June 12 – it poured with rain for most of the day. Rather matched my mood. I don’t think I’d ever seen the Goslings quite this wet, before. When they came for their afternoon feed under my window, as usual, I took one look at their sodden feathers and had to drop everything to get some shots.
OK. I admit. I do that anyway.
June 13 – As the rest of the country looked forward to lockdown easing in July, making holiday plans and party plans, plans for a pint and plans for a coffee, we went back and forth on it. One day we’d think a picnic in the park might be nice when lockdown was eased; the next day, our minds would change based on R numbers and other information. With my sweetheart being shielded and me, as his carer, not well, the risks were too great.
Oblivious to it all, the family continued to grow and mature. Pandemic and lockdown meant nothing to them except, perhaps, cleaner air. And the air was incredibly sweet. I don’t think I’ve ever experienced the like, before. Of course, I’ve never experienced our world without car fumes, before. And neither have our friends, the Canadians, when you think about it.
Later that afternoon, about 5:30, The Man With the Seed arrived again. Today, they went to him at a much less frantic, more subdued, quickish walk. I had the feeling Mama had had speaks with Papa. She actually hung back, this time. Papa, however, shamelessly had his fair share. In the end, to smooth ruffled feathers, the Man threw some seed extra far, to where Mama could reach it. I like to think she took part with a humph.
Although there was no rebellious run, this time, there was an awful lot of seed left on that lawn. An hour later, after their early evening feed under my window, they went back for dessert. It’s quite something listening to them, as they eat. The ripping of grass, little grunts and squeaks emanating from the Goslings, the odd much lower, quiet honk from Mama or Papa … listening as I hang out the window, at times a bare 18 inches away, taking pictures and talking to them, I find it humbling that Mama and Papa trust me enough to allow this. Mama, well, she’s younger and still maturing, a little more unsure, but Papa knows. And he’s fine with me. And that is really neat.
We worried at times that this might backfire, that the Goslings would come to trust humans, too much, that we were interfering too much. Our comfort was that there were other humans on the property and the family did not go to them, ever. Mama and Papa, while they seemed to understand that these humans belonged here, too, also didn’t fully trust them. Mama and Papa always ushered the Goslings toward the pond when those humans got too close; not always into it, but toward it, keeping themselves between the humans and the Goslings. They knew the difference, which meant the Goslings would learn it, too.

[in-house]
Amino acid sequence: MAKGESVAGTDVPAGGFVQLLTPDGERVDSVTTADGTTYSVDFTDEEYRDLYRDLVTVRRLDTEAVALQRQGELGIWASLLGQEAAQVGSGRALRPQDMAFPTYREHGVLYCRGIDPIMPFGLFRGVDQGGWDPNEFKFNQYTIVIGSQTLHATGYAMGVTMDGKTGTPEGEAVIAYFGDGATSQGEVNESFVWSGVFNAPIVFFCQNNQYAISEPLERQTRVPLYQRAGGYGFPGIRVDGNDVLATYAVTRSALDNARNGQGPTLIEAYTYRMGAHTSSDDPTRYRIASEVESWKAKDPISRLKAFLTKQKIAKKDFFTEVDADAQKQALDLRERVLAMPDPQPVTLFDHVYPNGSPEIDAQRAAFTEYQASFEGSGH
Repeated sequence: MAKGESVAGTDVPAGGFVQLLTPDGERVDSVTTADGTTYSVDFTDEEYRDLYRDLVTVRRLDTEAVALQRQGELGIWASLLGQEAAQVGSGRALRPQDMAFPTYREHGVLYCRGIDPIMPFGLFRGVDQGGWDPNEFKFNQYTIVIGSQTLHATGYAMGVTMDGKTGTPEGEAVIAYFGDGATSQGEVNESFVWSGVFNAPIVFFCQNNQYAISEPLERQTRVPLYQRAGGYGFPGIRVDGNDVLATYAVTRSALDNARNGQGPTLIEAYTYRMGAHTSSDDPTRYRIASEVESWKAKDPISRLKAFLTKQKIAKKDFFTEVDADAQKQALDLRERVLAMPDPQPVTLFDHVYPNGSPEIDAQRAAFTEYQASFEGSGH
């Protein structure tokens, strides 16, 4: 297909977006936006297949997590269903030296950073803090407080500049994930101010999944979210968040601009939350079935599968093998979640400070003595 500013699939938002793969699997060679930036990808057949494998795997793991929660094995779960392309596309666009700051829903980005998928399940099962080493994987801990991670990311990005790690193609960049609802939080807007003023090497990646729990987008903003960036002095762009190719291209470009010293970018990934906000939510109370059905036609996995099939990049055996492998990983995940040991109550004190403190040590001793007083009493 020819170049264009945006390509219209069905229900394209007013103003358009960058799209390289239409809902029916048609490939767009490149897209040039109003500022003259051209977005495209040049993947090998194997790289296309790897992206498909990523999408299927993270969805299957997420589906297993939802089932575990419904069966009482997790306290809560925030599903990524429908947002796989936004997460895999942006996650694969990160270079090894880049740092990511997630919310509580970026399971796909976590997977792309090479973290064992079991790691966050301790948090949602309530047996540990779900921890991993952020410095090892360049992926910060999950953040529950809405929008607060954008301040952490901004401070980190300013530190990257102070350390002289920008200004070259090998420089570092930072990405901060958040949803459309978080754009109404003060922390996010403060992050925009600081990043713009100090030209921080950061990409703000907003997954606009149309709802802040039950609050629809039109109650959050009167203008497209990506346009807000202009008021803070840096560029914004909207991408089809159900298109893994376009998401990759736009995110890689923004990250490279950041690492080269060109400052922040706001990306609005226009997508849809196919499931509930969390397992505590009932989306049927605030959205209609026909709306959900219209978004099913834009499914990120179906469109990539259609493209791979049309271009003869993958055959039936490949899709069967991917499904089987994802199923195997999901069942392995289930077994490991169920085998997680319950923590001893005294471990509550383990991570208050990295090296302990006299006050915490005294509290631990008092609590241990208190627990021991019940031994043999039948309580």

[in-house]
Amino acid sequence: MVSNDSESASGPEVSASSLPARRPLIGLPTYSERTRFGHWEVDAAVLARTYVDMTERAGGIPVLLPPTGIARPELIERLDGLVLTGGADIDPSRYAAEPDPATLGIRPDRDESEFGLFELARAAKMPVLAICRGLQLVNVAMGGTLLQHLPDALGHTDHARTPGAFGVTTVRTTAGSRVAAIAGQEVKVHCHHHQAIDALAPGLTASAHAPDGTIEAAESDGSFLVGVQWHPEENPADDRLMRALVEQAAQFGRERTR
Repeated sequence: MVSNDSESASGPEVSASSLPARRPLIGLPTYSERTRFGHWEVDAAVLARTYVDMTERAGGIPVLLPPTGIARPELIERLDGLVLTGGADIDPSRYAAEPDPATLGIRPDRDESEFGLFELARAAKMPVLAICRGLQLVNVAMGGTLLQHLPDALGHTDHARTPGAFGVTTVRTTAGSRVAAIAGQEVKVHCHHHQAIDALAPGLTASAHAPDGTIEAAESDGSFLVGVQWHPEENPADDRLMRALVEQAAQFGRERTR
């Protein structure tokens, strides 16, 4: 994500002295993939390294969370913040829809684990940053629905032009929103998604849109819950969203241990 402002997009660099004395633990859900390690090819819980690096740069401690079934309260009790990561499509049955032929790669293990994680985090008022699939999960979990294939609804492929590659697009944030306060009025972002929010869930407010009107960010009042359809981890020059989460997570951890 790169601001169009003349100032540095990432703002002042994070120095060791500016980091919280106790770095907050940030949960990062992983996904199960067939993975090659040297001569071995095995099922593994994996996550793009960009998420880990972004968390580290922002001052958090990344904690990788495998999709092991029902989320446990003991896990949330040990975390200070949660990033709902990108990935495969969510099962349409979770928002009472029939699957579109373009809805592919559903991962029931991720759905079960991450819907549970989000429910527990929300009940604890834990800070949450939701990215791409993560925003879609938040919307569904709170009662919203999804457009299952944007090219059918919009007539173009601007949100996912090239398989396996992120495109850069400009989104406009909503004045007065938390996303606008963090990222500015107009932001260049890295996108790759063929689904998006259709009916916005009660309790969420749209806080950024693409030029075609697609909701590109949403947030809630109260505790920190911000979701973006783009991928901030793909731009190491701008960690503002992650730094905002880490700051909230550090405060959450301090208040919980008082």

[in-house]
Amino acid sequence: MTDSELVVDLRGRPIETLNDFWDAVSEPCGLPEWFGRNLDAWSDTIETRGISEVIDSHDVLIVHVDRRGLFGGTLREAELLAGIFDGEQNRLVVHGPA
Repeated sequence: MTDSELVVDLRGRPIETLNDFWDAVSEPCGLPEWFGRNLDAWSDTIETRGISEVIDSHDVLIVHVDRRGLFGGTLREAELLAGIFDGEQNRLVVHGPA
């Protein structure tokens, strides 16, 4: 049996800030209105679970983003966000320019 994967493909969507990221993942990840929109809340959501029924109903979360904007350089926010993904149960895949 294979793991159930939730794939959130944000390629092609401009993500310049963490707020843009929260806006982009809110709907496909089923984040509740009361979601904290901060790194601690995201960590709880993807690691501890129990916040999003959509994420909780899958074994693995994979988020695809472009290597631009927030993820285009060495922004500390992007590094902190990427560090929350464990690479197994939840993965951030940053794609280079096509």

June 14 – We were coming into the longest days of summer, when shadows at noon are short, and there had been a real change in the Goslings. Their feathers were much darker and the scruffy Mop Top down would soon be a thing of the past. Their personalities and individuality, however, remained the same.
It started as the usual post-swim walk/nosh and rest moment. Look how perfectly they’ve lined themselves up along the drive. The photos in the following two galleries were taken over a period of about six minutes. It’s like they knew they were posing for me.
It wasn’t until I developed the photos that I realised what I had. The perfect Bob Fosse moment. The Baryshnigoose wasn’t good enough for the Movie Star. No siree, Bob. She had the Fosse touch.
The Goslings had been enthralling us for a little over seven weeks by now, making life more bearable, a little more fun. Sometimes, they would still curl up like little baby goslings together, but that happened less frequently now.
In ten days, the Goslings would be two months old. Their wings would be stronger and they would do more training runs. But for now, they were still mostly teen-aged and young. Needing some protection still, learning about the world and how to thrive in it, getting ready to live life on their terms.
As our world remained closed, oddly silent, hushed, we went about life. Building a future, trying to get healthy, working to stay positive, just like everyone else we knew. Just like everyone else. What we had, our saving grace, was the Canadians.
They’re back, by the way. Got here in mid-February. Eight of them showed up and stayed a few days. Now, Mama and Papa are on their own and we’ve had visits. No other Canada Geese on the planet would come to my sweetheart for seeds, but they have. We’re certain it is them. Papa’s tail feathers are still wrong.
There might be a third, juvenile, goose, this year, but I’m not yet certain. This morning there was a set-to on the lawn because another pair landed. Mama and Papa made it clear that this was their pond and those other geese cleared out, but quick.
The world is still in lockdown. We had a feeling it would be, last summer as we spent time with the Canadians. Their return is proof that while our lives are on hold, the rest of the world is moving forward as normal. And that is comforting.
The other day, when the pup and I walked around the pond with some seed while Mama and Papa were on the lawn, slowly, as I threw handfuls into the water, they came to me. And it was Mama led the way through the Daffodils, down into the pond. When I left, she was contentedly and delicately taking seed from the surface, while Papa remained on shore, watching. I think she’s with egg.